– I ask the Minister for Labour and National Service a question which arises from the fact that a considerable volume of vegetable production is now taking place at Mildura, on both the New South Wales side and the Victorian side of the Murray River. Unfortunately, production is being retarded because of the shortage of labour. Will the Minister arrange for immigrants who may be employed on vegetable production in that area to be housed at the immigrant camp in the Mildura district?
– The honorable member has referred to a problem that is becoming increasingly difficult because of the reduction of our intake of foreign immigrants, who come to Australia under a contract arrangement. The displaced persons scheme has tapered off, as honorable members know, and the Government has tried to offset this reduction by negotiating agreements with the governments of various European countries under which their nationals will come to Australia under a two-year contract arrangement. At present, there are very few immigrants entering Australia who may be directed to employment, but the Government hopes that the number will increase in the months immediately ahead. I shall ascertain whether arrangements can be made to accommodate workers at Mildura as the honorable member has suggested.
– I understand that before Dutch settlers in this country, except those who served with the allied forces during the war, can become naturalized they must reside here for five years. Will the Minister consider reducing the five-year period?
– The period of qualification for naturalization does not vary with nationality. What applies to former Dutch citizens applies also to Europeanborn persons generally. It does not apply to British subjects, who are, under our laws, eligible for Australian citizenship. The reduction of the period of qualification is a matter of policy. I shall consider the honorable gentleman’s question, but I cannot answer it offhand.
– I desire to ask the Vice-President of the Executive Council whether he has seen a report that the price of bread will increase by ltd per 2-lb. loaf and that meat will increase to from 2d. to ls Id. per lb. from next Thursday throughout New South Wales’; Will the Minister say to what extent these increases in the price of two items of staple diet will affect the next basic wage increase? Is it the intention of the Government to allow prices to continue to rise indefinitely, and thereby force wages to rise abo ? Or does the Government intend to take action to prevent increases in the cost of living, and thus protect the living standards of the Australian people as it promised to do during the’ last two general election campaigns? If the Government intends to take such action when will it do so?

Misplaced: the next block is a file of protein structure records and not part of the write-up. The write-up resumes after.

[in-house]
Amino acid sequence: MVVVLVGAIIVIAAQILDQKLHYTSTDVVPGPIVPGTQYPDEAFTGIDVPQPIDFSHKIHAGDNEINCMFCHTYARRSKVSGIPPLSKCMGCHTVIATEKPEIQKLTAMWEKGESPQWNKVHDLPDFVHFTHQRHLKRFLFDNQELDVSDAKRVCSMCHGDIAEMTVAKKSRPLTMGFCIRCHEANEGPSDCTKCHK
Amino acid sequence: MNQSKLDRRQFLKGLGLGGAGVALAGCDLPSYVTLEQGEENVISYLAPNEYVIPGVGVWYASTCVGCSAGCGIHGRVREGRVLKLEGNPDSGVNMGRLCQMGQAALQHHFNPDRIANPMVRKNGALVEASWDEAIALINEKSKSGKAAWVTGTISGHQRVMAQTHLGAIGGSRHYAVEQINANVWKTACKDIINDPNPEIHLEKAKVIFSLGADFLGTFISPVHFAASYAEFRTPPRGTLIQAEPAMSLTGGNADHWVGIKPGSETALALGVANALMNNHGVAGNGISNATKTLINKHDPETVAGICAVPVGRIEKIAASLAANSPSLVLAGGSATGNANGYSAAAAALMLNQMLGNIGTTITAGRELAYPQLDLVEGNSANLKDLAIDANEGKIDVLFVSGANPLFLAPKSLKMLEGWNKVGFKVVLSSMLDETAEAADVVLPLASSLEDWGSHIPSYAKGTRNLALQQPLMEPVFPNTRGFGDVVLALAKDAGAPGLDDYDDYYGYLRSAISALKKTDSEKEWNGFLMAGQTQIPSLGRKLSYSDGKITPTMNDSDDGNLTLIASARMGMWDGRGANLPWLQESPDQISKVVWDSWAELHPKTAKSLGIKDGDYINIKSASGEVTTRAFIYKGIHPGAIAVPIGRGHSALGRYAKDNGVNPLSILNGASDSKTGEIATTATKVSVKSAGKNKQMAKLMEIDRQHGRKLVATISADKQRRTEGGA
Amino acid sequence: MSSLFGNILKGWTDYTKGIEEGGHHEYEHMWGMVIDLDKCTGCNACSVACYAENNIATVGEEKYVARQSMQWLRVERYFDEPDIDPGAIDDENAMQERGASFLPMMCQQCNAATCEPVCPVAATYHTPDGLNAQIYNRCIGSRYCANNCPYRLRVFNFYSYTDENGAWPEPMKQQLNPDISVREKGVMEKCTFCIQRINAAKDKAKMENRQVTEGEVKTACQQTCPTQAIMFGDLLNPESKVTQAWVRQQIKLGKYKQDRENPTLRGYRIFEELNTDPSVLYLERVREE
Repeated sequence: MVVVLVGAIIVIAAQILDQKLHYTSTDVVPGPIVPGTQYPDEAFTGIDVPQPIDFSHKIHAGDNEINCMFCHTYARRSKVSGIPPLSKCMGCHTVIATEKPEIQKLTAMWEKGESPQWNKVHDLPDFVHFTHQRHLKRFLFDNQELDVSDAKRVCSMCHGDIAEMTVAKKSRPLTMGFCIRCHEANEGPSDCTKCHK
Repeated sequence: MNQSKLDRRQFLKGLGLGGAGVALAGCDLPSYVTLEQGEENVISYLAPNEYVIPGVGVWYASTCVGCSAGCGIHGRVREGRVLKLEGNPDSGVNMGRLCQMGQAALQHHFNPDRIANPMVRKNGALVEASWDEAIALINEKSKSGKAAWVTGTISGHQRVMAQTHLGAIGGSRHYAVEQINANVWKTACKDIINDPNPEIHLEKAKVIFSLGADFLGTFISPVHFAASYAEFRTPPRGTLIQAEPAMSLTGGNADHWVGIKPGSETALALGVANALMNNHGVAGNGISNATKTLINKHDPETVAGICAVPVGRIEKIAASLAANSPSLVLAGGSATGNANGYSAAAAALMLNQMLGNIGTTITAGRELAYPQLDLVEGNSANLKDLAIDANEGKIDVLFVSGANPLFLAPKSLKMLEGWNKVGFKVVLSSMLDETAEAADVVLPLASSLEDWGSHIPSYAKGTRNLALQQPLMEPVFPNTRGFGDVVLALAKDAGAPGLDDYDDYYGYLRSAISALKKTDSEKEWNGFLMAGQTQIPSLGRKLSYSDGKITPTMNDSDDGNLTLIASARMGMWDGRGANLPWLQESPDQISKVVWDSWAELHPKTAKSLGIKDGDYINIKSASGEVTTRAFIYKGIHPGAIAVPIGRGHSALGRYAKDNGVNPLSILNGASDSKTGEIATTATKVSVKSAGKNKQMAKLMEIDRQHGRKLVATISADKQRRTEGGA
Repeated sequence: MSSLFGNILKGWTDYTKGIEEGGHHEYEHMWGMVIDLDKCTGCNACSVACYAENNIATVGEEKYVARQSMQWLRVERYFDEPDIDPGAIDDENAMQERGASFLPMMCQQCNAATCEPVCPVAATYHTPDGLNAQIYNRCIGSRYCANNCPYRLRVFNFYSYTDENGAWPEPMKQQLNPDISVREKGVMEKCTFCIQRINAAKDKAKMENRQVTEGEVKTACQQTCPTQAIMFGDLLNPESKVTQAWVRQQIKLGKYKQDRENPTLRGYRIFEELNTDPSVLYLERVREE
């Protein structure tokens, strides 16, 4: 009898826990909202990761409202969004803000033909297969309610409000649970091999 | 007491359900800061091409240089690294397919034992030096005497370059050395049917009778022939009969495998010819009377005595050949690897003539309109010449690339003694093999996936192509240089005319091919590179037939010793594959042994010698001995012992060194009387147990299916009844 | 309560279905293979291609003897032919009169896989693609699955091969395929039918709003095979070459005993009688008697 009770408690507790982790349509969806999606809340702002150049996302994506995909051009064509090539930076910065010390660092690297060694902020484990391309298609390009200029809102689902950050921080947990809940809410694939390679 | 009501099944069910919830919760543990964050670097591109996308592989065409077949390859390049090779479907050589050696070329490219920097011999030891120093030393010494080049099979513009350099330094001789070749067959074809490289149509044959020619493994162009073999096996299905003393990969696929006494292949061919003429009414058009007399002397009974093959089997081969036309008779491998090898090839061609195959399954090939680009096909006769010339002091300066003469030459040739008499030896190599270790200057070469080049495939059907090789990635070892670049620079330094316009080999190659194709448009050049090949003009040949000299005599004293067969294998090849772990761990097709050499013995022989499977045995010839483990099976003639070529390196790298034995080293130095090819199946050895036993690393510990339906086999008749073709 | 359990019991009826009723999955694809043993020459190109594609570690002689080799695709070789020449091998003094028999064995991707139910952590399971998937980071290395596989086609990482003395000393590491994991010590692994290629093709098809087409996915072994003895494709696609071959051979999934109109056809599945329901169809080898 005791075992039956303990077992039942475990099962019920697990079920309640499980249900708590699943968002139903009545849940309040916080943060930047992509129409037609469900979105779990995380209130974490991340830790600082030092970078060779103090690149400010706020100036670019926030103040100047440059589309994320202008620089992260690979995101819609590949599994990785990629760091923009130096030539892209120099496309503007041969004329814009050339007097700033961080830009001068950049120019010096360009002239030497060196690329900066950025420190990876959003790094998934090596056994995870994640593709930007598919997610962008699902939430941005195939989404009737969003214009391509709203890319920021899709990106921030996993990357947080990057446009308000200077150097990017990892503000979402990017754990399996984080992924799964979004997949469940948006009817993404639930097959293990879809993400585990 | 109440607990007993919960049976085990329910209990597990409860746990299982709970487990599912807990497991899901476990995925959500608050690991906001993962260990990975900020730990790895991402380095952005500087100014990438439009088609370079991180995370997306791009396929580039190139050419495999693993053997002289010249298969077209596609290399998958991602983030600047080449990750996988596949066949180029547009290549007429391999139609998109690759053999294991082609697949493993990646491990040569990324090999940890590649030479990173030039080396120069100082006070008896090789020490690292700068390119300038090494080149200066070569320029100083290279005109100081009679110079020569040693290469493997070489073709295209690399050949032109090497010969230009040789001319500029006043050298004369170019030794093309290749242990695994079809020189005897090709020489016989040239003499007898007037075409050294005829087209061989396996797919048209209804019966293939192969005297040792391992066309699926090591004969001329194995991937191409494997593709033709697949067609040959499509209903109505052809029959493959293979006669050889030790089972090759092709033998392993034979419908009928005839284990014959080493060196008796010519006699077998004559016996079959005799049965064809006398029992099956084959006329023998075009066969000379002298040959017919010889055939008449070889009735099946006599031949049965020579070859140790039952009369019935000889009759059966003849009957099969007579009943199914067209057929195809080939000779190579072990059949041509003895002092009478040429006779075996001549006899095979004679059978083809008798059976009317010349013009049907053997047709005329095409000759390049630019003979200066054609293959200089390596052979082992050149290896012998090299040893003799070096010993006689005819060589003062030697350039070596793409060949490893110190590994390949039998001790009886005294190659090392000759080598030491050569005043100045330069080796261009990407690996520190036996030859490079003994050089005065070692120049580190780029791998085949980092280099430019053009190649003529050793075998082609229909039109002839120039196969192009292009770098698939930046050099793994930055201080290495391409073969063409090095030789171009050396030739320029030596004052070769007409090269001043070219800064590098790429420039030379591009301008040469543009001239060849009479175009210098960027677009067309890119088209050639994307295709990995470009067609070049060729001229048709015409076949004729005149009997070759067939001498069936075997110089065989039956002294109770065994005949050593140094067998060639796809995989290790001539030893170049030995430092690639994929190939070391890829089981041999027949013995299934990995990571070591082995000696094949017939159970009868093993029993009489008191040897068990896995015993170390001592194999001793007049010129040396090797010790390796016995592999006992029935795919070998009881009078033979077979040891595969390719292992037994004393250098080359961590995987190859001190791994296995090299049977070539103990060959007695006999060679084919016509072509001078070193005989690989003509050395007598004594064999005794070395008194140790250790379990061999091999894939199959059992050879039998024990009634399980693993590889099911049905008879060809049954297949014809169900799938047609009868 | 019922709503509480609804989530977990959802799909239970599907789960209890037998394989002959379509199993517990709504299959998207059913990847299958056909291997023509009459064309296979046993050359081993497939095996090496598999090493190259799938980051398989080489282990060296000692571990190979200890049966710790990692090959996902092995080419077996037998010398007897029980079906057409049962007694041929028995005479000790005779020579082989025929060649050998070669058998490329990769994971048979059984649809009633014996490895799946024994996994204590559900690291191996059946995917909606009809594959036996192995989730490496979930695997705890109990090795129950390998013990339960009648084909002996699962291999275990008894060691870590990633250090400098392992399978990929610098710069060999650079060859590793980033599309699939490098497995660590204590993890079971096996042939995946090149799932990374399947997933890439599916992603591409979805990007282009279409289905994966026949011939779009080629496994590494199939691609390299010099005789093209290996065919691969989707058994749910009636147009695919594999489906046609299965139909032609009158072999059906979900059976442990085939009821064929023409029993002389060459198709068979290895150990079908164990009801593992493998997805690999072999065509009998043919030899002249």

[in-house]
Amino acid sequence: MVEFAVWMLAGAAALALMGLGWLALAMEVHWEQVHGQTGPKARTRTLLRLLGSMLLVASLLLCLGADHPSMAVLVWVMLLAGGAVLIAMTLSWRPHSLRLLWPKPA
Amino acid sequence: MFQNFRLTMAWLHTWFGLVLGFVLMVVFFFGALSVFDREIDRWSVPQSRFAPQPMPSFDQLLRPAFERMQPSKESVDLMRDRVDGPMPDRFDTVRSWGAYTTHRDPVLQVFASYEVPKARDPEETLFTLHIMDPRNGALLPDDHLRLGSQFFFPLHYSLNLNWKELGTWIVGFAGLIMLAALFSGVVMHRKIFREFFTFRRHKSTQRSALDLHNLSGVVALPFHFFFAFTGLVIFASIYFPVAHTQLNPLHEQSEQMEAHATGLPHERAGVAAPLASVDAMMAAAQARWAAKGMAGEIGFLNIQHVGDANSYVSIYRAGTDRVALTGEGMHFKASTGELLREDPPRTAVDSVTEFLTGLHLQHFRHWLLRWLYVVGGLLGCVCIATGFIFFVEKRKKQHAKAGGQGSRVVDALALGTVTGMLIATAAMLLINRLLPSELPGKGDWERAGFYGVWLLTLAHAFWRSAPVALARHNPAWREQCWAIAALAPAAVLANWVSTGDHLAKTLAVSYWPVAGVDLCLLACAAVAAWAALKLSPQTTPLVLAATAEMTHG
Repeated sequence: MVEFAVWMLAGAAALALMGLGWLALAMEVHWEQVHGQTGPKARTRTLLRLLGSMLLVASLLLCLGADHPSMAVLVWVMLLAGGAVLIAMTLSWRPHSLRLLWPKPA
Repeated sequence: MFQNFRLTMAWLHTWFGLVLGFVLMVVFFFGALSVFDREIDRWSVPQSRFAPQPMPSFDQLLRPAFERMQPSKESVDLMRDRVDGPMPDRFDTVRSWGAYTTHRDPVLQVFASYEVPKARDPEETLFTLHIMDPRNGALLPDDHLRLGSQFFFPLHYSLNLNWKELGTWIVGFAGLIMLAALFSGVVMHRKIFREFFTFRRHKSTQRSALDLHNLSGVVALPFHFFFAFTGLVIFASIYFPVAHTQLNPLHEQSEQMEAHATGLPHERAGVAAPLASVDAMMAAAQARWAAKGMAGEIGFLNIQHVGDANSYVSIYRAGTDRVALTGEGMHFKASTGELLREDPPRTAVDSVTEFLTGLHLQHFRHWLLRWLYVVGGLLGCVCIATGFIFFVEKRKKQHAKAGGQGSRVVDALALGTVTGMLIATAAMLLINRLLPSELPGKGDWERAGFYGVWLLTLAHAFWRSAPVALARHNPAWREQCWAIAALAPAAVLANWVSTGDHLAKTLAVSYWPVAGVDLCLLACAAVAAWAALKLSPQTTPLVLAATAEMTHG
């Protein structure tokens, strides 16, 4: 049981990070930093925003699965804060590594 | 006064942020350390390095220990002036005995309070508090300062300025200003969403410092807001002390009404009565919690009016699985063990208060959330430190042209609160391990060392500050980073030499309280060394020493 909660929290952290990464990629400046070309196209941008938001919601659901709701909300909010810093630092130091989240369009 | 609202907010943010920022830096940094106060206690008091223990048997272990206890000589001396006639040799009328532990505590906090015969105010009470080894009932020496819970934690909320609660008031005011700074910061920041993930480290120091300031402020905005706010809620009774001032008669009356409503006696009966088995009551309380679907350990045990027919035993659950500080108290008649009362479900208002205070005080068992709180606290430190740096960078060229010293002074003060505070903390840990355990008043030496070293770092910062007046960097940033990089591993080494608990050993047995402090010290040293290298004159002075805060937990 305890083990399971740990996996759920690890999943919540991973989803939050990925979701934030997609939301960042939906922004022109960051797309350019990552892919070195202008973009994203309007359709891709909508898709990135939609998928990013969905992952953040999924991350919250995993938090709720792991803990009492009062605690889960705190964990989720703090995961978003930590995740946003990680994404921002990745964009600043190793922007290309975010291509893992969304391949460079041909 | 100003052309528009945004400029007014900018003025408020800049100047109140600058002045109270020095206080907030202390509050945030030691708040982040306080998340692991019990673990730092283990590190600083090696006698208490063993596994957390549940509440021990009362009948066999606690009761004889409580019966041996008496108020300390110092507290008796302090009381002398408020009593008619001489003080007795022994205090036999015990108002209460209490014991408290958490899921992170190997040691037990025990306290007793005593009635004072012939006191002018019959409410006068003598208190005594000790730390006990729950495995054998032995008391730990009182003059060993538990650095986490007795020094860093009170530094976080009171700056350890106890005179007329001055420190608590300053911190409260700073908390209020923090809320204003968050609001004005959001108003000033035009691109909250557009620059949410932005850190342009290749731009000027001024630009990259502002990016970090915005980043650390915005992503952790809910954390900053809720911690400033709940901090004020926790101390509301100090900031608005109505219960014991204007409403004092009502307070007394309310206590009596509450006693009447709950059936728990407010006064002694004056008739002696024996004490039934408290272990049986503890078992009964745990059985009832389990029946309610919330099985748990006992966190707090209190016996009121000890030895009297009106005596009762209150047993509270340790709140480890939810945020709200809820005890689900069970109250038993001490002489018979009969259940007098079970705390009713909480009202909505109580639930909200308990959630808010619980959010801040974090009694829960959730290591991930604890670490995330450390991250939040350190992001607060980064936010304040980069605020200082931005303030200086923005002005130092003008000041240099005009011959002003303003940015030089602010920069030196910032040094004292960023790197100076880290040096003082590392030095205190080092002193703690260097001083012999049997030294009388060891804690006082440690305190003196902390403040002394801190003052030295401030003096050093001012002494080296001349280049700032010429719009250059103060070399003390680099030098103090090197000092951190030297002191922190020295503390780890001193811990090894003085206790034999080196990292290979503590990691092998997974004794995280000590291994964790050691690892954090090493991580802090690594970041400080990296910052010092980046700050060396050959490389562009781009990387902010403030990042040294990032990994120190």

– I do not know how the reported increases are likely to affect the cost of living. I suggest that as there is a price fixing authority which operates under the control of the Labour Government in New South Wales, that body might take into consideration the fact that increases in certain prices are likely to affect the cost of living. It is not within the province of the Australian Government to intervene in this matter.
– By way of explanation of a question which I desire to address to the Vice-President of the Executive Council I point out that the legal profession and the business community in
Queensland have experienced difficulty in obtaining copies of Commonwealth acta and awards from the Commonwealth SubTreasury. “Will the Minister ensure that supplies of all Commonwealth acts and awards are made available for purchase by the Queensland public in future?
– The answer is in the affirmative.
– Answering the question in the spirit in which it has been asked, I inform the honorable member that before so doing I shall confer with the honorable members opposite, they being experts in automats.
– The Prime Minister recently stated publicly that the people of Australia had never been better off, and the Vice-President of the Executive Council has concurred in that opinion. If those gentlemen believe that the people are better off to-day, after two years in which the inflationary spiral has risen as never before in our history, will the Vice-President of the Executive Council say why members of the Government seek by means of the budget to dampen down inflation which is accompanied by such widespeard increasing prosperity.
– The honorable member must be well aware, if he gives any consideration at all to the purchasing power of the £1, or to the quantity of commodities consumed and the extraordinary facilities available and utilized with regard to recreation, that the people are much better off now than they have ever been before. That belief is supported by statistical information. The matter of inflation has a two-fold aspect. At the present time we are dealing with it in relation to defence preparedness, and the honorable member’s question indicated that he must be singularly obtuse about the need for defence preparedness.
– In view of the great shortage of hospital accommodation in Sydney for seriously ill people, will the Minister for the Army consult with his colleague, the Minister for Repatriation, in order to arrange for the investigation of the report that a number of wards at the Randwick Military Hospital are meant and to ascertain whether such vacancies can be used to meet the needs of urgent civil cases?
– I have been informed that there is a substantial shortage of hospital accommodation in most of the Australian capital cities. I am not aware of the position at the Randwick Military Hospital, but I shall ascertain from the Minister for Repatriation whether the honorable member’s request can be granted.